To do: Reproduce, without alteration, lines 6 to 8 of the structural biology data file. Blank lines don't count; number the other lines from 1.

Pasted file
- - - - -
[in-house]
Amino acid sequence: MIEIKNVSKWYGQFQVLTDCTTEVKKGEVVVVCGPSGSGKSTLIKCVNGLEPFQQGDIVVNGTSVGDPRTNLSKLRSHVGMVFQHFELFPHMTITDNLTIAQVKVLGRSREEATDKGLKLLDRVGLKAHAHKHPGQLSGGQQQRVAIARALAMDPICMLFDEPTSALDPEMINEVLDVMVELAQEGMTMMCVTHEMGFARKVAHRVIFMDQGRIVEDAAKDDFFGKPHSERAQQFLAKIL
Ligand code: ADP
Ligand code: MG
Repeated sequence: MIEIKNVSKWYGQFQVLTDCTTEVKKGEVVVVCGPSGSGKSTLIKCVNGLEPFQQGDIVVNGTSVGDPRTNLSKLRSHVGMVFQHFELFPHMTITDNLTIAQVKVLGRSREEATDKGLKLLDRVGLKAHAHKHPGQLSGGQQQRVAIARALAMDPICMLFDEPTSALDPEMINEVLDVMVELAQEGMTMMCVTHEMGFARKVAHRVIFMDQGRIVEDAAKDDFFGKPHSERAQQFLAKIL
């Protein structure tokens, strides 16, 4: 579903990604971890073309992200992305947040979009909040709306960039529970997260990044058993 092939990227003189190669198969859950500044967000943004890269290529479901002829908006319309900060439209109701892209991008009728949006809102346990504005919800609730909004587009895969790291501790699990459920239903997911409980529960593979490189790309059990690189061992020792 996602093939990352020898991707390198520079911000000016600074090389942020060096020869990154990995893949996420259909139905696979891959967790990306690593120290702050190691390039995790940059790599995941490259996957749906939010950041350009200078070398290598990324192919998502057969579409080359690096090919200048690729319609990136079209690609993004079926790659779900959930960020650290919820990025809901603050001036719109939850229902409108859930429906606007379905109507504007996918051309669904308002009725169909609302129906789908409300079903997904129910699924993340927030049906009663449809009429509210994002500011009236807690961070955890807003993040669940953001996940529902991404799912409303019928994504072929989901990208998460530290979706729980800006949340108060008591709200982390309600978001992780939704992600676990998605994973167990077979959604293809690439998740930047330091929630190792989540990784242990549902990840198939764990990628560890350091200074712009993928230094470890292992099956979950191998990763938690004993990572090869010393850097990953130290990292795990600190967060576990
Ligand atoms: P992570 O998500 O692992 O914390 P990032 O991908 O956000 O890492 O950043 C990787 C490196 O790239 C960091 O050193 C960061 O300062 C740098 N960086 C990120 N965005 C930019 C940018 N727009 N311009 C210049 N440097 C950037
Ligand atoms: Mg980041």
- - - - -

């Protein structure tokens, strides 16, 4: 579903990604971890073309992200992305947040979009909040709306960039529970997260990044058993 092939990227003189190669198969859950500044967000943004890269290529479901002829908006319309900060439209109701892209991008009728949006809102346990504005919800609730909004587009895969790291501790699990459920239903997911409980529960593979490189790309059990690189061992020792 996602093939990352020898991707390198520079911000000016600074090389942020060096020869990154990995893949996420259909139905696979891959967790990306690593120290702050190691390039995790940059790599995941490259996957749906939010950041350009200078070398290598990324192919998502057969579409080359690096090919200048690729319609990136079209690609993004079926790659779900959930960020650290919820990025809901603050001036719109939850229902409108859930429906606007379905109507504007996918051309669904308002009725169909609302129906789908409300079903997904129910699924993340927030049906009663449809009429509210994002500011009236807690961070955890807003993040669940953001996940529902991404799912409303019928994504072929989901990208998460530290979706729980800006949340108060008591709200982390309600978001992780939704992600676990998605994973167990077979959604293809690439998740930047330091929630190792989540990784242990549902990840198939764990990628560890350091200074712009993928230094470890292992099956979950191998990763938690004993990572090869010393850097990953130290990292795990600190967060576990
Ligand atoms: P992570 O998500 O692992 O914390 P990032 O991908 O956000 O890492 O950043 C990787 C490196 O790239 C960091 O050193 C960061 O300062 C740098 N960086 C990120 N965005 C930019 C940018 N727009 N311009 C210049 N440097 C950037
Ligand atoms: Mg980041």